3. Over-C may choose to put Mr O’Donovan on leave of absence rather than assign any duties to him (but still must pay his salary, bonus and benefits for 6 months); and
  4. Over-C may appoint a new CFO as it sees fit.

Advice to Employers

Employers should proceed with care when effecting a dismissal of an employee on probation, particularly where the employee involved is in a senior role. Where there are contractual provisions around performance assessment or the process for dismissal these need to be adhered to carefully and fair procedures cannot be dis-applied.

While probationary employees may not typically have the necessary 12 months service to bring a claim under the Unfair Dismissals Acts, there are still a number of options open to an employee who wishes to challenge a decision to dismiss and these should be kept in mind. For example:

  • Even if they have less than 12 months service, an employee can still bring a claim for Unfair Dismissal where they are dismissed for trade union membership or activity; pregnancy, giving birth, breastfeeding (or any matters connected with pregnancy or birth); availing of certain statutory rights (such as those under the Maternity Protection Acts 1994 and 2004, the Adoptive Leave Acts 1995 and 2005 or the Paternity Leave and Benefit Act 2016); or making a protected disclosure under the Protected Disclosures Act 2014.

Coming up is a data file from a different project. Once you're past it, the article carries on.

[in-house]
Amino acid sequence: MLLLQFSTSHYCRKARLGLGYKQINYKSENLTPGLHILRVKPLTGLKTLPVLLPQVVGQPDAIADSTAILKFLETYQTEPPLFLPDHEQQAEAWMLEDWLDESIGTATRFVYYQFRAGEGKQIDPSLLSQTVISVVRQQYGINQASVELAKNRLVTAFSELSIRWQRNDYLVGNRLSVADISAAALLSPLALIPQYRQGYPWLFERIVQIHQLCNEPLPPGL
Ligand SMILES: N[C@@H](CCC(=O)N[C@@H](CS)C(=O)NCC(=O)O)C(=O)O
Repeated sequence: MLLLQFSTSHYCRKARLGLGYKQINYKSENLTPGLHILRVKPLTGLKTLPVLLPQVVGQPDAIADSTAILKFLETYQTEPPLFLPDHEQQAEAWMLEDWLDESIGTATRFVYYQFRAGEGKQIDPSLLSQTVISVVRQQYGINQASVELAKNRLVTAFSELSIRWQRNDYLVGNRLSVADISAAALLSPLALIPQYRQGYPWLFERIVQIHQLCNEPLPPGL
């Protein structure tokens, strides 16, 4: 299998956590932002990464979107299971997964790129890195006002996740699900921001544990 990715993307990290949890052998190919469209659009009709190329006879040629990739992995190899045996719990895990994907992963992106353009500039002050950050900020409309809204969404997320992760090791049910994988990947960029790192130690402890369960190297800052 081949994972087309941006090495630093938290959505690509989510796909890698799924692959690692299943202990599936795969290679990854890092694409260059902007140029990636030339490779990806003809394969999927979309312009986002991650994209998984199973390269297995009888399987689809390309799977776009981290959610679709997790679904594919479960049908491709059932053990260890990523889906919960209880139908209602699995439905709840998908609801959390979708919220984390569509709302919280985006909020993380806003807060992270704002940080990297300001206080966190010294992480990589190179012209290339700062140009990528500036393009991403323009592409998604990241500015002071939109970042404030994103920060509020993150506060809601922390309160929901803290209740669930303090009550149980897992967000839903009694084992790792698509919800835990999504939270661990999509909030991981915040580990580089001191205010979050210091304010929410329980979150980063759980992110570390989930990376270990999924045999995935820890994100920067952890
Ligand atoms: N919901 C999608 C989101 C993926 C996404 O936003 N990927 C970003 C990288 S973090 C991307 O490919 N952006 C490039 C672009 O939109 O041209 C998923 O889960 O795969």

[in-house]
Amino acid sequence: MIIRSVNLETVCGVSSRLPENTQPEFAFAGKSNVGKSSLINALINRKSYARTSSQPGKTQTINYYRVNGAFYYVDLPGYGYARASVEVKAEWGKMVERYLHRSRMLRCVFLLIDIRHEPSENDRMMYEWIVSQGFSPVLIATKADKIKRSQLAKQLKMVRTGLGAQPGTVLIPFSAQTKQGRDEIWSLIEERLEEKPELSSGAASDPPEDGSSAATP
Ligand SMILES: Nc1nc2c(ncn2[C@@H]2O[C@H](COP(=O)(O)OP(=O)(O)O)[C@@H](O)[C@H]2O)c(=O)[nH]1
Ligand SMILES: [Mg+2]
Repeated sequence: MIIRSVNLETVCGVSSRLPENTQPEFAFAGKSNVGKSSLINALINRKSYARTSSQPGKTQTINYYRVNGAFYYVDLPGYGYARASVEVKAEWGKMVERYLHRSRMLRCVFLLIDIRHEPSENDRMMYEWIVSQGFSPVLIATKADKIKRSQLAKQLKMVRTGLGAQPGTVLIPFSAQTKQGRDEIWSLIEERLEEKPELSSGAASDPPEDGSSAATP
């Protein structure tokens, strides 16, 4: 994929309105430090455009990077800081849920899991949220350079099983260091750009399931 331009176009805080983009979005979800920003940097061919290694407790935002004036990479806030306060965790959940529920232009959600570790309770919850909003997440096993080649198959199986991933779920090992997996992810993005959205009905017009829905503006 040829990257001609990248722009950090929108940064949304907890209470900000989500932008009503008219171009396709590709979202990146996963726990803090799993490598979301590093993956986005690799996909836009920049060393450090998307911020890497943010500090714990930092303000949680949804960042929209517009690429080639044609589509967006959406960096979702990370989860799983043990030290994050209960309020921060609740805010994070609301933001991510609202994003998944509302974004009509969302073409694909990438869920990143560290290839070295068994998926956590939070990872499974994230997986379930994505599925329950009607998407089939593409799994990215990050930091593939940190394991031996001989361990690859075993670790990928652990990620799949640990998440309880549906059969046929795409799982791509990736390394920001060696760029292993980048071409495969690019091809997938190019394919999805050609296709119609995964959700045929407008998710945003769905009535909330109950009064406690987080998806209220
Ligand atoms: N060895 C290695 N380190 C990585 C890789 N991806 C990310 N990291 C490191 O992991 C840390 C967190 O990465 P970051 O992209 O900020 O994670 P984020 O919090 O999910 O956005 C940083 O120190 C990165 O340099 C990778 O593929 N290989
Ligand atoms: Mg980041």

• Regardless of length of service an employee can refer the matter to the Labour Court under Section 20(1) of the Industrial Relations Act for a Recommendation.
  • As this case demonstrates, an employee may also take a claim for wrongful dismissal in the High Court and may look for injunctive relief.